Useful phrases at restaurants

    No doubt your Italy trip includes a plan to enjoy a few meals at restaurants. And we’re sure ordering a gelato or two is also high on your list. Let’s get you ready with these essential Italian phrases you need for ordering food or at restaurants. These may be the times that you interact with Italians the most so practice your greetings too!

    • Can I see the menu please? – Il menu, per favoreEel men-oo, pehr fah-voh-reh

    • What do you recommend? – Che cosa ci consiglia?Kay koh-za chee kon-seel-ya?

    • I’m allergic to… – Sono allergica/o a...Son-oh ah-ler-gee-koh / kah ah

    • Gluten / Dairy / Fish – Glutine / Lattecini / PesceGloo-teen-ay / Lah-tay-cheen-ee / Pesh-ay

    • House wine – Vino della casaVee-noh del-lah car-sah

    • Red / white wine – Vino rosso / biancoVeenoh ross-oh / bee-ahn-koh

    • A glass / bottle – Una bicchiere / una bottigliaOO-nah beek-kyeh-reh / boht-tee-lyah

    • Appetizer – AntipastoAhn-tee-pah-stoh

    • First course – PrimoPree-moh

    • Second course – SecondoSek-kon-doh

    • Dessert – DolciDoll-chee

    • Two flavors please – Due gusti, per favoreDoo-eh goo-stee, pehr fah-voh-reh

    • Where’s the bathroom? – Dov’è il bagno?Doh-veh eel bahn-yoh?

    • The check (bill) please – Il conto, per favoreEel kon-toh, pehr fah-voh-reh

    • Can I pay by card? – Posso pagare con la carta?Pohs-soh pah-gah-reh kon la cahr-tah?

    Words to know when you are visiting museums

    Visiting museums and attractions is a big part of many Italian itineraries. In this section, we’ve given you some useful phrases in Italian to help you buy tickets and ask common questions.

    • When does it open / close? – Quando si apri / chiude?Kwahn-doh see ah-pree / chee-oo-deh?

    • Two adults / one child – Due adulti / un bambinoDoo-eh ah-dool-tee / oon bahm-bee-noh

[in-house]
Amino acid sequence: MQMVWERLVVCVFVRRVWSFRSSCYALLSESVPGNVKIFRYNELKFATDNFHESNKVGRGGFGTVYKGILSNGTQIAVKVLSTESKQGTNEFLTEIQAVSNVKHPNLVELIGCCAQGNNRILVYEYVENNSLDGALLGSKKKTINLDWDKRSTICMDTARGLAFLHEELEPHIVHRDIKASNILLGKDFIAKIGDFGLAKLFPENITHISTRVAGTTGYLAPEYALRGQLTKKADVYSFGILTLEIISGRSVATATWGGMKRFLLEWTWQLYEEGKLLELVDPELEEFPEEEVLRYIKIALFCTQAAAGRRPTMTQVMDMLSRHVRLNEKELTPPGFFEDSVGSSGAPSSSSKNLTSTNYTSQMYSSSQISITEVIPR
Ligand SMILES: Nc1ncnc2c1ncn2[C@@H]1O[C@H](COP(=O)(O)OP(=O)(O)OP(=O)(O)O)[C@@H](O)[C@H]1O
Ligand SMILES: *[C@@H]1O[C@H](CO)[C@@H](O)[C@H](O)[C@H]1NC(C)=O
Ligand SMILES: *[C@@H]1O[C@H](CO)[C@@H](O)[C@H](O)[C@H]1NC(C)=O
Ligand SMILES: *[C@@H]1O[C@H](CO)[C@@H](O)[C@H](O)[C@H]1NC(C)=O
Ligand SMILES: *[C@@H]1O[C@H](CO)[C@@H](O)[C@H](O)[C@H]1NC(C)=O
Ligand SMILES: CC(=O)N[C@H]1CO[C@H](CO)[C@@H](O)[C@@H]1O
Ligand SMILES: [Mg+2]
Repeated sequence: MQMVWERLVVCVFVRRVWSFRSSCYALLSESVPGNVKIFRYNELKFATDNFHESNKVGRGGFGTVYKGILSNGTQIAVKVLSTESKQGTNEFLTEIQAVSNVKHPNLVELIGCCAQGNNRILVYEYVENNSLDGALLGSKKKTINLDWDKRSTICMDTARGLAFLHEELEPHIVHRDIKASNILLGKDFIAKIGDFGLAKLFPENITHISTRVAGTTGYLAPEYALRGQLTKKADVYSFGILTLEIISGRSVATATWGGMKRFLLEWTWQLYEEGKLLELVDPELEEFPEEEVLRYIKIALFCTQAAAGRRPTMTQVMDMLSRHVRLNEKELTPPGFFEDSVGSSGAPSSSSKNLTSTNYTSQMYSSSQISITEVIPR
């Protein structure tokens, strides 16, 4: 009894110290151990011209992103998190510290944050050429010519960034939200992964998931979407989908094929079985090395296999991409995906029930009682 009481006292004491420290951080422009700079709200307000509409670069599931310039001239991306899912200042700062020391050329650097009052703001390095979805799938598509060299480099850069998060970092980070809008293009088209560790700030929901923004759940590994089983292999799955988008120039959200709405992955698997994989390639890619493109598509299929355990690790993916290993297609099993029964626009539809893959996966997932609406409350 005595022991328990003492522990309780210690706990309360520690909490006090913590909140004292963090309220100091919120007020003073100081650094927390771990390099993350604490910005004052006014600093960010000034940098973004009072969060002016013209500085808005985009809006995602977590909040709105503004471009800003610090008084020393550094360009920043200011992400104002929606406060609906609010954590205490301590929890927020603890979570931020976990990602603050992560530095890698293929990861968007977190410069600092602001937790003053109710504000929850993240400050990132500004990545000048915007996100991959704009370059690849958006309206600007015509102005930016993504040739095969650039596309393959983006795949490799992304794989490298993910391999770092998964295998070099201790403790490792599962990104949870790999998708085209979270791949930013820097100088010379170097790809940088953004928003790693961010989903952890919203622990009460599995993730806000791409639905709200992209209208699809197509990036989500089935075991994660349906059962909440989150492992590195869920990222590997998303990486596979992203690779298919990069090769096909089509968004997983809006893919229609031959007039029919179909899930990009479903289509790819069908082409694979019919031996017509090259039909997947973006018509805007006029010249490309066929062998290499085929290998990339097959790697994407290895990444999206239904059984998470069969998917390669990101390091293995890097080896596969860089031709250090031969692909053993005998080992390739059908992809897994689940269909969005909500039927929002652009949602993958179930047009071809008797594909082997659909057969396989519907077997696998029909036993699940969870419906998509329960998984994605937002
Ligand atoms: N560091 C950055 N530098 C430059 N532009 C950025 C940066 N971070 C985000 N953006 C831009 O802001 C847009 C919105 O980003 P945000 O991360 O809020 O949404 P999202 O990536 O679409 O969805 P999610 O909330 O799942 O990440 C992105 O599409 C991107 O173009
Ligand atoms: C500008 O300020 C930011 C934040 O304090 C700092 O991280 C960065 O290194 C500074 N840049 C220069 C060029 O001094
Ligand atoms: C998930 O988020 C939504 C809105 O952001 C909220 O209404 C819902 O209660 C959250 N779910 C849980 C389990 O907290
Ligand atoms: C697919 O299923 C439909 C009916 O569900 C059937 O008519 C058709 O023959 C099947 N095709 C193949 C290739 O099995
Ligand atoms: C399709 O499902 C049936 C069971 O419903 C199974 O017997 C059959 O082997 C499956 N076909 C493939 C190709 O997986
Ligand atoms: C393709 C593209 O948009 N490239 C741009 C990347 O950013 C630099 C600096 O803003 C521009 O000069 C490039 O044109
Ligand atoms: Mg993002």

• One / two ticket/s – Un / due biglietto/iOon beel-yet-toh / tee

    • One senior – Un pensionatoOon pen-seyoh-nah-toh

    • One student – Uno studenteOoh-noh stoo-den-teh

    • Where is the bag store / cloak room? – Dov’è la guardaroba?Doh-veh lah gard-ah-robe-ah?

    Asking for directions in Italian

    If you get lost or need help with directions, these helpful words in Italian will come in handy.

    • Where is… ? – Dov’è…? – Doh-veh … ?

    • Entrance – EntrataEn-trah-tah

    • Exit – UscitaOoh-shee-tah

    • Left – SinistraSeenee-stra

    • Right – DestraDeh-stra

    • Straight ahead – DrittoDree-toh

    • Forward – AvantiAh-vahn-tee

    • Back – DietroDee-et-roh

    • Always – Sempre – Sem-pre

    Useful words for transport and getting around

    Most visitors to Italy will need to take a train or bus, or ride in a taxi. These phrases will be useful in these situations when it is likely you may need to ask for help to reach the right platform or bus stop.

    • Where is the train station? – Dov’è la stazione?Doh-veh lah stah-tzee-oh-neh?

    • Where is the bus stop? – Dov’è la fermata Doh-veh lah fur-mah-tah?

    • One / two ticket/s – Un / due biglietto/iOon beel-yet-toh / tee

    • One way – AndataAhndah-tah

    • Return – RitornoRee-torn-oh

    • What platform for Rome? – Da quale binario per Roma?Dah kwah-lay bin-ah-rio pehr Roh-mah?

    • Newstand (for bus tickets) – TabacchiTah-back-kee

    Shopping words in Italian

    Time to go shopping! Make sure you’re ready with these key phrases.

    • I would like… – Vorrei…Vor-ray…

    • How much is this? – Quanto costa questo? Kwahn-toh kohs-tah kwehs-toh??

    • OK I’ll take it – Va bene, lo prendoVah beh-neh, loh prehn-doh

    • I don’t want it – Non lo voglioNohn loh voh-lyoh

    • Can you ship to…? – Puoi spedire a? Pwoy sped-ear-eh ah?

    What to say if you need help in Italian

    We hope you never need to use these phrases but it’s a good idea to know them “just in case”.

    • Help! – Aiuto!Ay-oo-toh!

    • I need a doctor – Ho bisogno di un dottore Ho biz-ohn-nyo dee oon dot-tor-reh

    • Call the police – Chiami la poliziaKee-ya-mee la po-lee-zee-ah

    • Look out! – Attento!Atten-toh

    • Go away! – Vai via! Vy vee-ah!